Grace Dobush at Fortune: “China and India have built the world’s largest biometric databases, but the European Union is about to join the club.
The Common Identity Repository (CIR) will consolidate biometric data on almost all visitors and migrants to the bloc, as well as some EU citizens—connecting existing criminal, asylum, and migration databases and integrating new ones. It has the potential to affect hundreds of millions of people.
The plan for the database, first proposed in 2016 and approved by the EU Parliament on April 16, was sold as a way to better track and monitor terrorists, criminals, and unauthorized immigrants.
The system will target the fingerprints and identity data for visitors and immigrants initially, and represents the first step towards building a truly EU-wide citizen database. At the same time, though, critics argue its mere existence will increase the potential for hacks, leaks, and law enforcement abuse of the information….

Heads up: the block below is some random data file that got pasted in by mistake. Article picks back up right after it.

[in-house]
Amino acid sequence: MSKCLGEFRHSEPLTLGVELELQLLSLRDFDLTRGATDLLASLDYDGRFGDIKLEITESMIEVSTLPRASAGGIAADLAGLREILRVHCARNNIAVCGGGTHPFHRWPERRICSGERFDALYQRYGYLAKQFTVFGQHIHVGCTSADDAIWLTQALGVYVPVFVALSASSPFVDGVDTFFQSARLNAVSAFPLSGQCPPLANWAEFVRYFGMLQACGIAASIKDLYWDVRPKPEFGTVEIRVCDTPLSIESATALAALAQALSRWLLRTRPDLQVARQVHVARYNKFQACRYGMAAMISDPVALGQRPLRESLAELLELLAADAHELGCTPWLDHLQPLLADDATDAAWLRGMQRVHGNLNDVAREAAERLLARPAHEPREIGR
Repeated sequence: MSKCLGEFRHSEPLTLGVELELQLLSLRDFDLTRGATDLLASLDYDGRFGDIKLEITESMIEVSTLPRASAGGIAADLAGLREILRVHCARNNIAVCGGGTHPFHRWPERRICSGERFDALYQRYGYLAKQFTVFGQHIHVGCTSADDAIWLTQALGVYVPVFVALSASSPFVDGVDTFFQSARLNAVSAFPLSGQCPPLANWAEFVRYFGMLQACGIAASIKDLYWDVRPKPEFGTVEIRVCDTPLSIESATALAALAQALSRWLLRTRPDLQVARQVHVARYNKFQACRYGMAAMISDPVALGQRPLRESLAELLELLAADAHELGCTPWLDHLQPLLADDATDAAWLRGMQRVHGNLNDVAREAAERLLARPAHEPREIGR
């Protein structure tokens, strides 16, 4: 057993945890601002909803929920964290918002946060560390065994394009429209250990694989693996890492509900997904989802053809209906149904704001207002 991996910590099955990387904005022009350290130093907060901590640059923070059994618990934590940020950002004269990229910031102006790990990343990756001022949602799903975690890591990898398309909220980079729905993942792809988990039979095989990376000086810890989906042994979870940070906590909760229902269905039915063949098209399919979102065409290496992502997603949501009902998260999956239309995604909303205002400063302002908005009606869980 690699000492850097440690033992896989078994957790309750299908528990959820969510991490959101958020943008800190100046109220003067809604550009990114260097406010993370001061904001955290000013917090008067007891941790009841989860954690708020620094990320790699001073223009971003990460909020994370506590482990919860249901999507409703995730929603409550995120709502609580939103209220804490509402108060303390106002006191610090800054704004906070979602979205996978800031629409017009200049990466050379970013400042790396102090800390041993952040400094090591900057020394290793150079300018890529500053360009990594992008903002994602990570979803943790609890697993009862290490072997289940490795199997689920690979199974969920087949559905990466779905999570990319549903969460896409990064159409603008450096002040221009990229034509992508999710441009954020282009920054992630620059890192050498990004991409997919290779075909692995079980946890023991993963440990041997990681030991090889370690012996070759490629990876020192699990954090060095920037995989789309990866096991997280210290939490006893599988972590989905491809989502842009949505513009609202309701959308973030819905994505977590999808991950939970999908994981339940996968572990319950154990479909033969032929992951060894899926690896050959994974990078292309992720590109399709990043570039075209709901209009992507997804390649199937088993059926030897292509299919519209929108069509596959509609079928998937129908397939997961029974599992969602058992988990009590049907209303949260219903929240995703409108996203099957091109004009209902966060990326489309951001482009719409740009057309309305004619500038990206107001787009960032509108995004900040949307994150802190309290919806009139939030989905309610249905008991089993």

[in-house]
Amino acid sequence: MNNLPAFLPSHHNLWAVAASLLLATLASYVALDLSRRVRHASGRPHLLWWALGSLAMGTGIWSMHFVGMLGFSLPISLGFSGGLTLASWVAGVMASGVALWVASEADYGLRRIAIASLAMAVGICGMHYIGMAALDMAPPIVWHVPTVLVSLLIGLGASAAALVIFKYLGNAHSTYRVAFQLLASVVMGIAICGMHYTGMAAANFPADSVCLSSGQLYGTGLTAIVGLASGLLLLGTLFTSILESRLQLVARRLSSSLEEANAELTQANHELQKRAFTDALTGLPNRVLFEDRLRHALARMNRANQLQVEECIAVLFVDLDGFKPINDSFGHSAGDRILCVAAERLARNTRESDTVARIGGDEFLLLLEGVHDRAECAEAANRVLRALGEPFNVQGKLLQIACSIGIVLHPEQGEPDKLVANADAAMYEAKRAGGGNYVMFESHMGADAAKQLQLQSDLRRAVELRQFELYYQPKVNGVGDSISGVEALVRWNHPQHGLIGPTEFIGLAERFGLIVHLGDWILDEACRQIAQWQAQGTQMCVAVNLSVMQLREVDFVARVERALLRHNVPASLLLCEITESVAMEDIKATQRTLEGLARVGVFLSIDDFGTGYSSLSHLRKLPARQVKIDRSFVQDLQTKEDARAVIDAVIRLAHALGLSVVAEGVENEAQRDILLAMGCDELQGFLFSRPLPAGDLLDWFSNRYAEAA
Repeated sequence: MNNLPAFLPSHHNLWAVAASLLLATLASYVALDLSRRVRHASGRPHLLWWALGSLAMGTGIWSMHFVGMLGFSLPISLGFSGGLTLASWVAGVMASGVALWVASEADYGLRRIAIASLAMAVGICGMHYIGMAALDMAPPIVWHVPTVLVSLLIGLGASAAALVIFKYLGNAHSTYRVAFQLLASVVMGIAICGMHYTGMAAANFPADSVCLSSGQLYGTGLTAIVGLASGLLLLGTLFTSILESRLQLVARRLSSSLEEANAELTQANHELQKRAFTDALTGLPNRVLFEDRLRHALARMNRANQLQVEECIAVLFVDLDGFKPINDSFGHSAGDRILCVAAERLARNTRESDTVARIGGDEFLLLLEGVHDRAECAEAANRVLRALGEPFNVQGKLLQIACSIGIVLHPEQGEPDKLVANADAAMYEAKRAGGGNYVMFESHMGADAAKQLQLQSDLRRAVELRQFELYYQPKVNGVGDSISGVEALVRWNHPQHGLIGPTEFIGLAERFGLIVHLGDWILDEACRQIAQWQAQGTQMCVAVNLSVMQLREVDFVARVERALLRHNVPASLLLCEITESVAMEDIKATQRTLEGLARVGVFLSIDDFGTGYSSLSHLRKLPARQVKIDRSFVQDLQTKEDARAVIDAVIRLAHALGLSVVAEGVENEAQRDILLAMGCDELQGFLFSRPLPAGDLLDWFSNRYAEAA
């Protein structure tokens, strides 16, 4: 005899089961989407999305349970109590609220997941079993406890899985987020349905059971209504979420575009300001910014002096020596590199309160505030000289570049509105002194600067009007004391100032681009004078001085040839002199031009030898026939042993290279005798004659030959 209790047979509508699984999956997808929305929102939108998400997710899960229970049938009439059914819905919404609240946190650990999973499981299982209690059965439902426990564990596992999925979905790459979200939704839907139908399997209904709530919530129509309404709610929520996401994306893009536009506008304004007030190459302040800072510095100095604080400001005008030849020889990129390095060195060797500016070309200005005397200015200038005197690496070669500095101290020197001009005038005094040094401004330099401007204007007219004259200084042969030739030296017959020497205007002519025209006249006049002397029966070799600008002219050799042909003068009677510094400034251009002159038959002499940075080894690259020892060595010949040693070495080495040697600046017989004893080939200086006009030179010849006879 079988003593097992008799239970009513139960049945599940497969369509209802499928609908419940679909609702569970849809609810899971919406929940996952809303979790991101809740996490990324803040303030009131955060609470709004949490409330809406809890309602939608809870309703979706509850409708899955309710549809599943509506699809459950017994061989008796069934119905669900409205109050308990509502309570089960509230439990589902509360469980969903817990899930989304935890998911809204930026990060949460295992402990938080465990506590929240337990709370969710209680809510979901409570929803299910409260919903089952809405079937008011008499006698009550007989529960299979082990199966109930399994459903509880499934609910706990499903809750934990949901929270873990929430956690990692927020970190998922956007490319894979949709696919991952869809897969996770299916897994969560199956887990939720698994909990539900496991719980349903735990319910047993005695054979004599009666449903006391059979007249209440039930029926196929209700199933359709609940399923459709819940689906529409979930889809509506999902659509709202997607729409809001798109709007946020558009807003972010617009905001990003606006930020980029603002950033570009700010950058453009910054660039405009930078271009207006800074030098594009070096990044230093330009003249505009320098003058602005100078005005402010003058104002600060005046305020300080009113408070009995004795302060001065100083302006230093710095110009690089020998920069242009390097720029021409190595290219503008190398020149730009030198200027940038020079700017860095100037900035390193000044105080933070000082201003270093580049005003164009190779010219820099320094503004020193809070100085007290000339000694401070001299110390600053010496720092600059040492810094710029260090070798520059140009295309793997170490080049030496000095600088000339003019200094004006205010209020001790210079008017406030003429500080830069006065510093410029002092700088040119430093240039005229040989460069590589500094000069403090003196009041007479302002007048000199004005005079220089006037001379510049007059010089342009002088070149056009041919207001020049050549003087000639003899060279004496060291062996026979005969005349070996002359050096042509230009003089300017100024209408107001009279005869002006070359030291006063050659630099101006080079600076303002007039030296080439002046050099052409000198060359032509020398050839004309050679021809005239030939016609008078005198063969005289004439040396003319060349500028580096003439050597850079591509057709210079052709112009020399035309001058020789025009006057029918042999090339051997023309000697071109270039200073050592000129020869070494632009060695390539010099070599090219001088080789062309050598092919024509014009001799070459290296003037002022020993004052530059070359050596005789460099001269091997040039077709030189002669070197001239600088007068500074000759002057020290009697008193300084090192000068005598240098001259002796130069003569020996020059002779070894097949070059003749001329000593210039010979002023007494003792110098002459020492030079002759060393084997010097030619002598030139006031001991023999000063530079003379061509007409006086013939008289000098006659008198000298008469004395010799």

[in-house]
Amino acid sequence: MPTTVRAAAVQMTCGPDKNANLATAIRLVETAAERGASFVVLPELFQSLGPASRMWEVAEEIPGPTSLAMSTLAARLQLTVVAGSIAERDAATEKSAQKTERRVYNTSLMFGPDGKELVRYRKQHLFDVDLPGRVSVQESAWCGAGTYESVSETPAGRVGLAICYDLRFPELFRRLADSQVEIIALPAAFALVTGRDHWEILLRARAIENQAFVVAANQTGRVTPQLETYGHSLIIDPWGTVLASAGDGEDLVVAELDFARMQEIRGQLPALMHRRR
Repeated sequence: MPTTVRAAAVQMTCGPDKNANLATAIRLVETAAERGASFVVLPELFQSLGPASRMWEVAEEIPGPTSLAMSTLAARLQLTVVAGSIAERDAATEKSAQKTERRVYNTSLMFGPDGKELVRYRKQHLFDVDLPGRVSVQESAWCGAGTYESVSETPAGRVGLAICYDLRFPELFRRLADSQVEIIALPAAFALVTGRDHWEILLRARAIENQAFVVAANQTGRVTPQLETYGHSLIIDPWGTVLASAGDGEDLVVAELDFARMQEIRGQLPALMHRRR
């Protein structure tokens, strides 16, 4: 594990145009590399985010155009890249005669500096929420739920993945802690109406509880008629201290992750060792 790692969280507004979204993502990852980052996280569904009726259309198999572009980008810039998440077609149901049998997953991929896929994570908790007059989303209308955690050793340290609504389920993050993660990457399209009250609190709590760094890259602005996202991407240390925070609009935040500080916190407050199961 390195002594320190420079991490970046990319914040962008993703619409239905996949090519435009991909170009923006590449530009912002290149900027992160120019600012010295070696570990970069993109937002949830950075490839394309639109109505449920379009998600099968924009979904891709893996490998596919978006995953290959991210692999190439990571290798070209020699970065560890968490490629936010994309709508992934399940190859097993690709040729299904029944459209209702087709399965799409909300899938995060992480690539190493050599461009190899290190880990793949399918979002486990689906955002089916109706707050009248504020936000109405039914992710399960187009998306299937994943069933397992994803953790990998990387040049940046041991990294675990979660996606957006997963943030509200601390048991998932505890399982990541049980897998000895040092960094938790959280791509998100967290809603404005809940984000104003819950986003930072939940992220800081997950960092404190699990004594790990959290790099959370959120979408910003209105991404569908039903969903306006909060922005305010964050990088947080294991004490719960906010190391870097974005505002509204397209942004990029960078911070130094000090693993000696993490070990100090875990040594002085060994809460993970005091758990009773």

The European Parliament and the European Council have promised to address those concerns, through “proper safeguards” to protect personal privacy and to regulate officers’ access to data. In 2016, they passed a law regarding law enforcement’s access to personal data, alongside General Data Protection Regulation or GDPR.
But total security is a tall order. Germany is currently dealing with multipleinstances of police officers allegedly leaking personal information to far-right groups. Meanwhile, a Swedish hacker went to prison for hacking into Denmark’s public records system in 2012 and dumping online the personal data of hundreds of thousands of citizens and migrants….(More)”.